Gold Mining In Africa

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A change so unexpected and a development never known before were due to the discovery in 1886 of the greatest gold mines of all history, ancient and modern. Before long it became necessary to dig a lot deeper to reach the gold beneath the ground, resulting in deeper mines requiring new and expensive machines to extract the precious metal. Mining difficulties helped to create and utilise new technology in the mines of southern Africa, where new means of extraction were needed in mining industry. Technological innovations in deep-level mining increased the production of raw materials in African mines, and also boosted the value of the African economy. Africa finally got the attention of the world through its wealth of raw materials which turned…show more content…
The earlier gold mining in the southern Africa, long before the Europeans colonised African regions was evidence in Zimbabwe. The scale of precolonial gold production in southern Africa may have been extensive and of considerable importance in the economies of some of the Late Iron Age Kingdoms regions. In the past the extraction of the precious metal was probably for making jewelleries and ornaments for the royal families. This may be supported by evidence found in the 13th century AD in Mapungubwe on the Limpopo River, where gold jewellers were found in royal cemeteries yard. With the Zimbabwean gold belts being the source of most gold that was mined in the southern Africa during the Late Iron Age got the attention of the Islamic traders. Who then had well established trade routes along the major navigable rivers of southern Africa soon after recognising the quality of gold. This had important economic and political consequences in the sub-continent and for the Indian Ocean maritime…show more content…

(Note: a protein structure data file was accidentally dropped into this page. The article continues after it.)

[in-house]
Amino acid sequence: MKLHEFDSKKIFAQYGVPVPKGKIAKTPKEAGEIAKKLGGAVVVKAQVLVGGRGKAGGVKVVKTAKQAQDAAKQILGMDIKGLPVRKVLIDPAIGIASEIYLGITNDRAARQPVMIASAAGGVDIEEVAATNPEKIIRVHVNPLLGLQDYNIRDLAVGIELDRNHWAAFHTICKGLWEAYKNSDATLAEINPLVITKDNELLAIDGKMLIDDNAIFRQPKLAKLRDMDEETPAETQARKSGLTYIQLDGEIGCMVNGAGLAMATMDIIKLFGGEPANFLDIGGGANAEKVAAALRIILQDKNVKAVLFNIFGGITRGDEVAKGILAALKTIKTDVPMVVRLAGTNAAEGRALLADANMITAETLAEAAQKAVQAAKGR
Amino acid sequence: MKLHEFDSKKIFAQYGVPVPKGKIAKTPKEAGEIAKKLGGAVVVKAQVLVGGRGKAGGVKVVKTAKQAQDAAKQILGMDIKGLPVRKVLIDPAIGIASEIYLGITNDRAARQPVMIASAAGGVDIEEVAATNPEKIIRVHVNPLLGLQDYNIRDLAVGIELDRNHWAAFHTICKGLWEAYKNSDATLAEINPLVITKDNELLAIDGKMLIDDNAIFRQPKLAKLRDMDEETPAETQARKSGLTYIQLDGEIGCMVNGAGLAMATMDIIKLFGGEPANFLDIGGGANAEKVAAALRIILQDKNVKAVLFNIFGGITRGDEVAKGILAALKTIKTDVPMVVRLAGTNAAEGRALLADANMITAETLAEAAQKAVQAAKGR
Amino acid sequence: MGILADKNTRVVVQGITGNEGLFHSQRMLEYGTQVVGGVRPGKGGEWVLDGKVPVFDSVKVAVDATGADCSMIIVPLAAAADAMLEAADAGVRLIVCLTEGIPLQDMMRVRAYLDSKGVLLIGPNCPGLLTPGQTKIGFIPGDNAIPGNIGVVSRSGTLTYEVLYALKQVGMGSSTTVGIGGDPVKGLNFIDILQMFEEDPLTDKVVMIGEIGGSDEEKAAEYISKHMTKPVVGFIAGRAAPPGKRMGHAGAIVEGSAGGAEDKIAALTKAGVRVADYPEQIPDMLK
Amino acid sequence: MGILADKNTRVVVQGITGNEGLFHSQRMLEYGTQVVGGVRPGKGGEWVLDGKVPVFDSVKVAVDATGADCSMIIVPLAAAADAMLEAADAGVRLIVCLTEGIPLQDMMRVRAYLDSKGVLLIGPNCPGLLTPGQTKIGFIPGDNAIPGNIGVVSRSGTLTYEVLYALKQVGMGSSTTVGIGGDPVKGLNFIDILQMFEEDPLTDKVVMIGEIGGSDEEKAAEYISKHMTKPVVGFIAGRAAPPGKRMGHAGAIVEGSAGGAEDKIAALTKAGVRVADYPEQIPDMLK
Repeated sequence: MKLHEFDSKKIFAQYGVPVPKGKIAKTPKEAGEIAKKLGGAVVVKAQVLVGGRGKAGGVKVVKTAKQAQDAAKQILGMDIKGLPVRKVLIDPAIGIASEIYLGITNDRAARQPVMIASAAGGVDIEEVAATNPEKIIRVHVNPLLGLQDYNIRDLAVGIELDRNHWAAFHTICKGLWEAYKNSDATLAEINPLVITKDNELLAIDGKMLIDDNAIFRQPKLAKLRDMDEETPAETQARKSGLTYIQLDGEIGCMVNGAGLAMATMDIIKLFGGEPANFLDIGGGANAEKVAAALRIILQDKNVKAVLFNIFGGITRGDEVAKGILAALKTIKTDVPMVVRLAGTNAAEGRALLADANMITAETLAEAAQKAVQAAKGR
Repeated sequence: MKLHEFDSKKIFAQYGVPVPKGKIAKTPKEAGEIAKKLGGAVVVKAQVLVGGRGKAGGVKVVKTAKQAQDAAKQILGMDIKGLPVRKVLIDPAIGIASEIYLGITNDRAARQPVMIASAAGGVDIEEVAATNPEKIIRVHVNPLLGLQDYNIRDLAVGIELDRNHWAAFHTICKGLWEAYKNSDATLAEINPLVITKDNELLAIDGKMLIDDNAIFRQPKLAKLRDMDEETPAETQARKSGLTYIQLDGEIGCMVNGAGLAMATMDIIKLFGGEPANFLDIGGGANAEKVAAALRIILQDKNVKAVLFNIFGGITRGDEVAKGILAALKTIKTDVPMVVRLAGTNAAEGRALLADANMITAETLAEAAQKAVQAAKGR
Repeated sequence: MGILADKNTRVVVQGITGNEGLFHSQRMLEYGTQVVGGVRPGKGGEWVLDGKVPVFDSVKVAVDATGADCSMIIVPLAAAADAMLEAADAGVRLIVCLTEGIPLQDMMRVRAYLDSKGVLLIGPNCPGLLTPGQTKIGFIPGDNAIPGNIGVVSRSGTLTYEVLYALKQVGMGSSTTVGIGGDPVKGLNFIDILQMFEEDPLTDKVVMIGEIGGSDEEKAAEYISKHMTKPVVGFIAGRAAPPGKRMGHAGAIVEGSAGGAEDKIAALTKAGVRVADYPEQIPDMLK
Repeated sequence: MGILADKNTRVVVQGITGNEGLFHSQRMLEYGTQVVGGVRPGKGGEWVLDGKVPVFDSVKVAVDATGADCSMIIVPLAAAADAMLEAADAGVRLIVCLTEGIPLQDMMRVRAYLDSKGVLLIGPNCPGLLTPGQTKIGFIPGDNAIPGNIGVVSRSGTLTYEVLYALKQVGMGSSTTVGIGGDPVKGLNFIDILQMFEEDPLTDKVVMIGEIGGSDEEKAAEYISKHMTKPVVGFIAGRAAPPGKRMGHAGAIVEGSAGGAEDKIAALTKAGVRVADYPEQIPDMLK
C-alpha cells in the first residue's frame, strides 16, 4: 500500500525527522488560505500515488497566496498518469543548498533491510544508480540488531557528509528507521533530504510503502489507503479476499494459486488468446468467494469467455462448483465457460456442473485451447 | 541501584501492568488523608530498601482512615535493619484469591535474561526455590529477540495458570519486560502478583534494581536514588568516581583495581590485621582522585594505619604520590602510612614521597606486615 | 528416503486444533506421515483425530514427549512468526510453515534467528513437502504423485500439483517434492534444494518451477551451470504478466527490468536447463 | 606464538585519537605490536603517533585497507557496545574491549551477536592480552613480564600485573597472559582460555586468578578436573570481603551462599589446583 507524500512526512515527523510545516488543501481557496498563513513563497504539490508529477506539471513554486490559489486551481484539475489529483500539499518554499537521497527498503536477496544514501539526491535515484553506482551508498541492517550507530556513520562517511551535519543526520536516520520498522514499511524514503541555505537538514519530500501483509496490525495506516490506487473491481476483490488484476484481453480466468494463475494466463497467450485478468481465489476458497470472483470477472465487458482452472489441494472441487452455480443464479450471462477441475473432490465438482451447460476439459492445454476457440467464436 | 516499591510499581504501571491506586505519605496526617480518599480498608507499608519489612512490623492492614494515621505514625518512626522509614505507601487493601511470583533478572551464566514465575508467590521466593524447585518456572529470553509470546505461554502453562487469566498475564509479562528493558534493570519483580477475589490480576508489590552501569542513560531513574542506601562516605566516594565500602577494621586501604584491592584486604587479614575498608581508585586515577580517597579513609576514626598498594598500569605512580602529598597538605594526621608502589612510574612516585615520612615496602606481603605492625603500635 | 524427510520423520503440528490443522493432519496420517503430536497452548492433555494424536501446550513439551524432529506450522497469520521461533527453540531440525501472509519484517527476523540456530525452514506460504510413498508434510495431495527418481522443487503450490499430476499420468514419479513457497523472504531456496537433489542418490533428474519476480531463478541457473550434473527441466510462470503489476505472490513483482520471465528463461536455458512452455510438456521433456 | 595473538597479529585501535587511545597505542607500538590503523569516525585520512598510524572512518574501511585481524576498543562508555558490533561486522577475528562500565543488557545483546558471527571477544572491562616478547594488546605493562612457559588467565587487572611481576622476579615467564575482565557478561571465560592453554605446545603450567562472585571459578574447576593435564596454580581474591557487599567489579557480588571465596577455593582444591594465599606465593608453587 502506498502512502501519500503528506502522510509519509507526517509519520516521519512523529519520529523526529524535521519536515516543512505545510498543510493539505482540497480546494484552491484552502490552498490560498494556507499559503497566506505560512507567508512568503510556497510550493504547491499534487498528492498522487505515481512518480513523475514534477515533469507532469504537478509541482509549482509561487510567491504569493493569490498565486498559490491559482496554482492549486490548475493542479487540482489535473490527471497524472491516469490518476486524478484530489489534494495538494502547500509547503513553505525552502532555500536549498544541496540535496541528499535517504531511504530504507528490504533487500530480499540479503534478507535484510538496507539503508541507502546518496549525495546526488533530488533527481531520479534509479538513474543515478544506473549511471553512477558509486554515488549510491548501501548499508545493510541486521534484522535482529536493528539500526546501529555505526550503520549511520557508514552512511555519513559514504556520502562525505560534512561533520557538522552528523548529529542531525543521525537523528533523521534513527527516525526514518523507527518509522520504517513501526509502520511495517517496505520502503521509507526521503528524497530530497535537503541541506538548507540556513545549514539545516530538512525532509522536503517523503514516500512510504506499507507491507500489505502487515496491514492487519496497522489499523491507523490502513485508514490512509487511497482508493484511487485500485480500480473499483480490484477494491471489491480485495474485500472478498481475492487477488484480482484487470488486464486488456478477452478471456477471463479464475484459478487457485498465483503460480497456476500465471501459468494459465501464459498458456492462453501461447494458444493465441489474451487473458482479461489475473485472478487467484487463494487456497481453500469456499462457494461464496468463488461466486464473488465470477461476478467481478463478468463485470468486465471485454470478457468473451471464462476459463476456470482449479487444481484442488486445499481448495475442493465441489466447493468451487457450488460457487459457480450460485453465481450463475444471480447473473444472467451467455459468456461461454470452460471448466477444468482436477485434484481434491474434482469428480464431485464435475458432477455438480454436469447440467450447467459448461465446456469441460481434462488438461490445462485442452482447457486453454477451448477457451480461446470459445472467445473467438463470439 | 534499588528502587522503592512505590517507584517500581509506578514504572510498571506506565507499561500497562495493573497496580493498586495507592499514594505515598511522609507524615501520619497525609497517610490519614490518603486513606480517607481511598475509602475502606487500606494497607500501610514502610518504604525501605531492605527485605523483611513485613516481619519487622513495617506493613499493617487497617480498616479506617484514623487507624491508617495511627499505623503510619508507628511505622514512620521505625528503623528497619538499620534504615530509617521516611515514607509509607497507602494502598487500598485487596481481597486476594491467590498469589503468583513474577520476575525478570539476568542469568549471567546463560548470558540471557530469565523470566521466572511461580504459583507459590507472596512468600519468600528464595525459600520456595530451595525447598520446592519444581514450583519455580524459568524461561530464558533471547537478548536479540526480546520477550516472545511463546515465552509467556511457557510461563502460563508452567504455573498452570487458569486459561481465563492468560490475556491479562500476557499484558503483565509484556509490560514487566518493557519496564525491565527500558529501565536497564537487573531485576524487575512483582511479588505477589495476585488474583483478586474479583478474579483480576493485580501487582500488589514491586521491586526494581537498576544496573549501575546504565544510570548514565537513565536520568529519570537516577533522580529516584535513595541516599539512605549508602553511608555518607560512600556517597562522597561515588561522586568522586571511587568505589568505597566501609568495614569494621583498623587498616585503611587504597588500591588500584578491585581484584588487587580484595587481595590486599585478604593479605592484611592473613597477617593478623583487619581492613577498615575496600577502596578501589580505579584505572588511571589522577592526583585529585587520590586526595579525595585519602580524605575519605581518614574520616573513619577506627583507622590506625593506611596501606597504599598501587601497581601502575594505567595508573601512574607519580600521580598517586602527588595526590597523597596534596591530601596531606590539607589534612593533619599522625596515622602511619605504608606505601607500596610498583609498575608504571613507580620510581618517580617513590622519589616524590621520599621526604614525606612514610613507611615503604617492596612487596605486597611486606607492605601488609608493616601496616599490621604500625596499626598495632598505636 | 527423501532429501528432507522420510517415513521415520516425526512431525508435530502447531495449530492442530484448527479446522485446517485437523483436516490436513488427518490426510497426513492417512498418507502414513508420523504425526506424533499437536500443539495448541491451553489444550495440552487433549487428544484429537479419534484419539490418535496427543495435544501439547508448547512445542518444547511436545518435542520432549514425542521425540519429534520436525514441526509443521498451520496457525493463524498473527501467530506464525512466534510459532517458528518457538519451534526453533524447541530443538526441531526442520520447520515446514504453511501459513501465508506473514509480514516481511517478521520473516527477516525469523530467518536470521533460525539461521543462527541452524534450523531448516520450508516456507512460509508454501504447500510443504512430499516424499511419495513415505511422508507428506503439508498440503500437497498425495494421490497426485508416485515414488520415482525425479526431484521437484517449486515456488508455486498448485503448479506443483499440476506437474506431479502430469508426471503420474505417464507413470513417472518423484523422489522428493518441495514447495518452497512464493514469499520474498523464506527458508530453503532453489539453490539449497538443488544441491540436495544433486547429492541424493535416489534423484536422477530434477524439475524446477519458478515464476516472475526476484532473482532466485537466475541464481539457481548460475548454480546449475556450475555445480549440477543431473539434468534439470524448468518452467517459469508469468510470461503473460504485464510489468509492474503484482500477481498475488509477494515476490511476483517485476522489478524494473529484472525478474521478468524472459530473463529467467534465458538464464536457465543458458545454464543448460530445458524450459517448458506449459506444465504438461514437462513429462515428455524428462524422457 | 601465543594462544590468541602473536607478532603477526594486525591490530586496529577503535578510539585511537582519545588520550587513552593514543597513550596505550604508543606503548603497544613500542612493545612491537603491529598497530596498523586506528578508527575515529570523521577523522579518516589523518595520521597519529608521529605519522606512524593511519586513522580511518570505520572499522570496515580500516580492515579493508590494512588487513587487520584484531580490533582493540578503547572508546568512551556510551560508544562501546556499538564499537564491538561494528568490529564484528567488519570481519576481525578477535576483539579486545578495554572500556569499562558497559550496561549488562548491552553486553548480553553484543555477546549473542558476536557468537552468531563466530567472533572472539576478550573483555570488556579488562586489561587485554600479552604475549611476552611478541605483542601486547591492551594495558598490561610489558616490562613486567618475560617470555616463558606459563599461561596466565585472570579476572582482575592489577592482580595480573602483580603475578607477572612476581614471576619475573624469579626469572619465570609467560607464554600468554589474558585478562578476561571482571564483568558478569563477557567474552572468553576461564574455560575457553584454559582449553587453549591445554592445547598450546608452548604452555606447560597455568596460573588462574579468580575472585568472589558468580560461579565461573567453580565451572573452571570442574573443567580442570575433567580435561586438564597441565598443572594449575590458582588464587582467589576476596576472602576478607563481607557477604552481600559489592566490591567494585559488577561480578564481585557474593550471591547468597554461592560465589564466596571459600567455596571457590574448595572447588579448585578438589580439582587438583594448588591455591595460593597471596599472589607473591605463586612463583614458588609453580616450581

The appearance of deep-level, saw the mine owners introducing a series of technological innovations in the Rand mines which greatly facilitated the programme of expanded production. This saw the ever-increasing numbers of black and white miners who made their way to new goldfields at the turn of the century. The availability of white mining engineers played a significant role in organising an industry which was the biggest employer of labour in South Africa, also the greatest spur to economic growth. However, all this benefits came with the high cost of white skilled labour which had negative impact on mining industry, leading to mine owners reducing the number of the expensive white labour. This may have occurred after the mine owner developed the mentality that also the unskilled black labour can operate the new mining machineries at lower cost compared to the whites. This caused the feud between the white workers and the owners, which overshadowed the struggle of African mineworkers from 1907 to

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